ERIC Number: ED387674
Record Type: RIE
Publication Date: 1995-Mar-10
Motivations for Learning: Voices of Women Welfare Reform Participants. NCAL Brief.
Wikelund, Karen Reed
Twenty-seven female welfare recipients who had been forced to enroll in a career and life planning class or lose their welfare benefits were observed in class for 1 month in 1972. Five to 6 months after the class, 15 of the women were interviewed in informal small group and one-on-one conversations and formal open-ended individual interviews focusing on their learning experiences, activities since the class, progress toward their identified goals, previous educational history and perception of skills, plans for the future, and reasons for being on welfare. Among the key findings of the study were the following: (1) female welfare recipients required to participate in welfare reform educational programs soon discovered strong personal motivations to continue their literacy training; (2) participation in the education program improved the female welfare recipients' self-esteem, perceptions of their skills, interest in future education, and views of their job prospects; and (3) the welfare reform educational program worked because it focused on developing and changing the ways in which the participants perceived themselves and their educational opportunities. It was concluded that requiring welfare recipients to return to school is a potentially powerful tool for improving their job prospects and thereby reducing their dependence on public assistance. (MN)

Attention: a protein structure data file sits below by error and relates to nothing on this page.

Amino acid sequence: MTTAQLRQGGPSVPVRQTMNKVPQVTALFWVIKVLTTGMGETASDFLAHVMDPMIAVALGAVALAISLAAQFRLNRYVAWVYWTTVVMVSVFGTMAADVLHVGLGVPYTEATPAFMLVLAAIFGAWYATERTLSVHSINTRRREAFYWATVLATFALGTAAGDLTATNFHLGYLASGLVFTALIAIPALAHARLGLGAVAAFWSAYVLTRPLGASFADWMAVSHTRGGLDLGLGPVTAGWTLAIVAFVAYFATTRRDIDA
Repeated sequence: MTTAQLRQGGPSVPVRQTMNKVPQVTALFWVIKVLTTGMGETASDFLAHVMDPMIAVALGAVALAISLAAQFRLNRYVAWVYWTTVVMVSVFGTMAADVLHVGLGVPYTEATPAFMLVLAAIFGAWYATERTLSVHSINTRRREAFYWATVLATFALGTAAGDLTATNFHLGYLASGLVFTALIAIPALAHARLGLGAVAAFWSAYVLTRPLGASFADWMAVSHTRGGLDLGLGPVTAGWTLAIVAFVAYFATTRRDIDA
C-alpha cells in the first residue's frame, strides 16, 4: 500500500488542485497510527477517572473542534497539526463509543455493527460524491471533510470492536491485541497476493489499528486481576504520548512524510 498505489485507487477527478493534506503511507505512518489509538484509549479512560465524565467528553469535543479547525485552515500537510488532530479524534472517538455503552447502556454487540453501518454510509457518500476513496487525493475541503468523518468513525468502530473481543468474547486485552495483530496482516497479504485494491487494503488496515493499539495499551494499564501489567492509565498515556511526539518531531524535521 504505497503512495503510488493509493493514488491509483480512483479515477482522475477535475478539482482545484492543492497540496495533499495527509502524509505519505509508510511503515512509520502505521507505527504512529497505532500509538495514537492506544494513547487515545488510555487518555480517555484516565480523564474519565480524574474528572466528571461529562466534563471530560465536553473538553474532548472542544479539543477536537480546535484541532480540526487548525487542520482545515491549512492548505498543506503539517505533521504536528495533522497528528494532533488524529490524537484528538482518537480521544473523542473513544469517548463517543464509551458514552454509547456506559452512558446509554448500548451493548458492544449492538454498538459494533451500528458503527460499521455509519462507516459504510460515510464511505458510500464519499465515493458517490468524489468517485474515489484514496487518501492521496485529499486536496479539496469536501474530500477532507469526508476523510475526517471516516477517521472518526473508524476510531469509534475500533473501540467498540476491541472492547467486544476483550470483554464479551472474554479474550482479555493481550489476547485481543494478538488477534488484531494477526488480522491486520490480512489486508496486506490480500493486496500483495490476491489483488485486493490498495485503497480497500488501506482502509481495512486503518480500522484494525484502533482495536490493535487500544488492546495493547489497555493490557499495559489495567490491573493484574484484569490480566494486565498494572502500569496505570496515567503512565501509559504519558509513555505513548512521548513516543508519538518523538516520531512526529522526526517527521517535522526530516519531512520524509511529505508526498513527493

Descriptors: Adult Basic Education, Attitude Change, Career Education, Education Work Relationship, Educational Attainment, Educational Attitudes, Individual Characteristics, Learning Motivation, Mothers, Outcomes of Education, Participant Characteristics, Participant Satisfaction, Participation, Welfare Recipients, Welfare Reform, Womens Education
Publication Type: Reports - Research
Education Level: N/A
Sponsor: Office of Educational Research and Improvement (ED), Washington, DC.
Authoring Institution: National Center on Adult Literacy, Philadelphia, PA.
Note: For the full report, see ED 364 748.